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Start Your Family: Book Review image

Start Your Family: Book Review

How long should young married couples wait before trying for kids?

Start Your Family: Inspiration for Having Babies is a surprisingly good book. I say surprisingly not because I expected a bad book, but because I expected an overly-sentimental, “children are so awesome”, lightweight kind of book. But this book is much better than that.

Steve and Candice Watters, founders of Focus on the Family’s webzine for young adults, Boundless.org, have written a careful, readable, very helpful book on starting your family. My wife and I have always been advocates for having children sooner than later. At the very least, we urge young couples getting married to think through the decision and not just assume you need three to five years to get adjusted and build up a nest egg. My wife was pregnant nine months after we were married. We have never regretted welcoming Ian into the world 18 months into our marriage, and I bet you would be hard pressed to find many Christian couples who regret having children right away, though you could find many who wished they hadn’t waited so long.

The Introduction leads off with the Watters’ main thesis:

  • You just got married and now it’s time to enjoy your husband.
  • You’re starting grad school.
  • You just got your dream job.
  • You want to buy a house.
  • You finally dropped a dress size.
  • You have a low pain threshold.
  • You like sleeping through the night.
  • You think you’re too immature to care for another person.
  • Your friends who did it never call anymore (and they don’t have much sex, either).
  • Your sister did it and traded her job for what seems like mindless babysitting.
  • Stranger in the mall who did it look haggard and irritated.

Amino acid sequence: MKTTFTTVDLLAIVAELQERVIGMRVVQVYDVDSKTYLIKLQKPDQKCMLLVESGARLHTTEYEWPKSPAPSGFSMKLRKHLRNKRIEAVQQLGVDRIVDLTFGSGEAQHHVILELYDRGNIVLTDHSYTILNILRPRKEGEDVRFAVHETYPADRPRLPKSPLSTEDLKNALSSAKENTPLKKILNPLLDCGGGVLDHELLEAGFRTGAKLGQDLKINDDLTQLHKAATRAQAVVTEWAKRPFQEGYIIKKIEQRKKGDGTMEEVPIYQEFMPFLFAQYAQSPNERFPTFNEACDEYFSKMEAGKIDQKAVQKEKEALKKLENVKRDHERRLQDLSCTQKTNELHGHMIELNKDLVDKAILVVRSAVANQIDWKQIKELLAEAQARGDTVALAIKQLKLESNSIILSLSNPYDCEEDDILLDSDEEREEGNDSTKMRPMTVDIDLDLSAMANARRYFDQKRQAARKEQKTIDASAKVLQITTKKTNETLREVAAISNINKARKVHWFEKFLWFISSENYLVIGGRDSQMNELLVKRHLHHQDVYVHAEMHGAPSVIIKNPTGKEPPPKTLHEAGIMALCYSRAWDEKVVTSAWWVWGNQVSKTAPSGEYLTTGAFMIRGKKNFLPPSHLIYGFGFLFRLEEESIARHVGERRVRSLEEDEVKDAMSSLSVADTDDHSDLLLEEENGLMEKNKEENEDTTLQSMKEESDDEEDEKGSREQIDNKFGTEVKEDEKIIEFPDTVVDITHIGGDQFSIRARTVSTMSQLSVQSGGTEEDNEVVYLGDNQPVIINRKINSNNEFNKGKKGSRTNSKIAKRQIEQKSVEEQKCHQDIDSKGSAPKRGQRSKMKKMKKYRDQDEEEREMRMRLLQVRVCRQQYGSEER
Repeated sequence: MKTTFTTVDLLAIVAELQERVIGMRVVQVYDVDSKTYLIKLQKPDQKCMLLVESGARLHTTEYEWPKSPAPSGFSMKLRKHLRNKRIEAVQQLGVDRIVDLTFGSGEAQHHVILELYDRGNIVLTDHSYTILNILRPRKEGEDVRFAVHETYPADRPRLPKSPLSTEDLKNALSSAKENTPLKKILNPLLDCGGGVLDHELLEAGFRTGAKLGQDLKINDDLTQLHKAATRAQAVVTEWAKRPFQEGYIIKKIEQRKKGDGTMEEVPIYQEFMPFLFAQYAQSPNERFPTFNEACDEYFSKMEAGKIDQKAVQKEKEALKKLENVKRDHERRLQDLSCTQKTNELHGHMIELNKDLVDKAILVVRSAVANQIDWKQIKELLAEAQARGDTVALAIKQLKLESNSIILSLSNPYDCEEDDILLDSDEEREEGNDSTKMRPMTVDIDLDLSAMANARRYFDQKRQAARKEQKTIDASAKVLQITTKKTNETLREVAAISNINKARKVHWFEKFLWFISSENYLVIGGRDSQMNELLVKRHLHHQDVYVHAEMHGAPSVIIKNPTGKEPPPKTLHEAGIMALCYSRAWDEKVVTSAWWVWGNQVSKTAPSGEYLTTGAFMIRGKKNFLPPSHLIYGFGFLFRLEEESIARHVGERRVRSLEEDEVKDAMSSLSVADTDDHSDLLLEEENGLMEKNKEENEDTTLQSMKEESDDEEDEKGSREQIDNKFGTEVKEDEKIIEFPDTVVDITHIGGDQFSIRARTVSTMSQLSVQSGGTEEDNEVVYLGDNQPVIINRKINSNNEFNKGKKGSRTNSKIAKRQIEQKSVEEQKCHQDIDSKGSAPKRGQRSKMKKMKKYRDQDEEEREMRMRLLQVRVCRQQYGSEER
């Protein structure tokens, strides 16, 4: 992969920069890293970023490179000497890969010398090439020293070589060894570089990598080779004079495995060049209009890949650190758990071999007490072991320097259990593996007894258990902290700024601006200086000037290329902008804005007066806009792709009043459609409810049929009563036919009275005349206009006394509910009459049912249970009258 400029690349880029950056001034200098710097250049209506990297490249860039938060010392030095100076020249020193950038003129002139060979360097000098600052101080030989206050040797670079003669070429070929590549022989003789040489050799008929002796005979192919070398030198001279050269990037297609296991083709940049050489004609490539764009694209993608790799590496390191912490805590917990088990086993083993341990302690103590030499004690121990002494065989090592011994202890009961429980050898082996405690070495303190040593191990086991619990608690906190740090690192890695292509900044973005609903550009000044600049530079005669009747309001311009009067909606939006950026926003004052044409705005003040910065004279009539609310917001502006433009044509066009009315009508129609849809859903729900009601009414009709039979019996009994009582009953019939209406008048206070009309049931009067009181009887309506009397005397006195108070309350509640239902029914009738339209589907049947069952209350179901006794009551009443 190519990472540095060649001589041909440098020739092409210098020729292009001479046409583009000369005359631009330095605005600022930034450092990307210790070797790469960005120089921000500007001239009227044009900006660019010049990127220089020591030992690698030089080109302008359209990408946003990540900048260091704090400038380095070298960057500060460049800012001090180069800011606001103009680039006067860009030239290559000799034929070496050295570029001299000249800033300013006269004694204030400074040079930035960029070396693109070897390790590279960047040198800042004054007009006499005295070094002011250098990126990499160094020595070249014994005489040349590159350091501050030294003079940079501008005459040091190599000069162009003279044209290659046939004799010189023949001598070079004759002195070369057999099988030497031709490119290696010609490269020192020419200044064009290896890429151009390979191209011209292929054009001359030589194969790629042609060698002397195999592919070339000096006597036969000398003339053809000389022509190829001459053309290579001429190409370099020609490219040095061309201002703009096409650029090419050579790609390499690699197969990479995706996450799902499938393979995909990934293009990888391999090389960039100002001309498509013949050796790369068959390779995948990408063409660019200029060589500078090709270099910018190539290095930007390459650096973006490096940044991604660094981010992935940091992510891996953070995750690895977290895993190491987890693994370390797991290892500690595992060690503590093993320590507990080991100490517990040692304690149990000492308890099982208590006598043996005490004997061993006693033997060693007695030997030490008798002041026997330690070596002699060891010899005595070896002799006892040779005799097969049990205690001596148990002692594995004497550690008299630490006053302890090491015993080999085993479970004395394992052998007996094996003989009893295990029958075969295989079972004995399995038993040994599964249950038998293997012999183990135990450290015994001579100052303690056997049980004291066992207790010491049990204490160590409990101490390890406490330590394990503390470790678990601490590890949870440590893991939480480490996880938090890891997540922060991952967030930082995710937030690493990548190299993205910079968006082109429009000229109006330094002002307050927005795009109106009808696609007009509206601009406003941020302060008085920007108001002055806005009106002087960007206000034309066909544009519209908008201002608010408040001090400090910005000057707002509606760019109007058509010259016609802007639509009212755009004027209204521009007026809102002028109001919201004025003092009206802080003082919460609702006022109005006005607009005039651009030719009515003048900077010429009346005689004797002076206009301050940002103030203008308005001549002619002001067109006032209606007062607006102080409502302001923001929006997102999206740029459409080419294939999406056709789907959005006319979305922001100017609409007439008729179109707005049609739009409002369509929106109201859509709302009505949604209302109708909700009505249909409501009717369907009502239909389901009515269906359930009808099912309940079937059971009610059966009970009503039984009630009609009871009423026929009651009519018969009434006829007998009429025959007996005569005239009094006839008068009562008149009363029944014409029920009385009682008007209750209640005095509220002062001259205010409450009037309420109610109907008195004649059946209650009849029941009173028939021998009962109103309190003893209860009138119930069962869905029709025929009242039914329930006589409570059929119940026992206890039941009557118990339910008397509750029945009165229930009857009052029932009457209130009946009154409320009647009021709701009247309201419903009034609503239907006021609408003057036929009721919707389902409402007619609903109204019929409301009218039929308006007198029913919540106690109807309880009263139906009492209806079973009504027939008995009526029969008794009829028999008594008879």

There are a thousand reasons not to have a baby.


But in deciding against children, or even in just deciding to wait a little longer, you risk missing out on a miracle–a larger-than-life, inexpressible joy. Some women will have to take extra measures to conceive, but the rest of us have a marvelous opportunity regardless of income, education or background (19-20).

What I really liked about Start Your Family is that it manages to argue for having children, without resorting to shame and manipulation. The Watters marshal plenty of facts on declining fertility (female fertility starts going down at 27, really goes down after 35 and plummets after 40) and the risks involved with pregnancy the older you get. But yet they are sensitive to those who have waited or are now having a hard time conceiving. As parents of four children, the Watters are obviously pro-children, but not unrealistic about the challenges. The book offers enough Scripture and other evidence to be compelling, and enough personal vignettes to be interesting. The book is a quick read, but not fluffy.

The Watters make a strong case for staring your family earlier rather than later, without making you feel like you need to be pregnant all the time and pump out 18 kids in order to be spiritual. In a 150 pages they simply make the argument that God is good. Kids are good. And the longer Christian couples wait to have kids, the harder it can be to start.

If you or someone you know is newly married or about to get married, they would do well to pick up this wise, encouraging book.

Originally published on thegospelcoalition.org.

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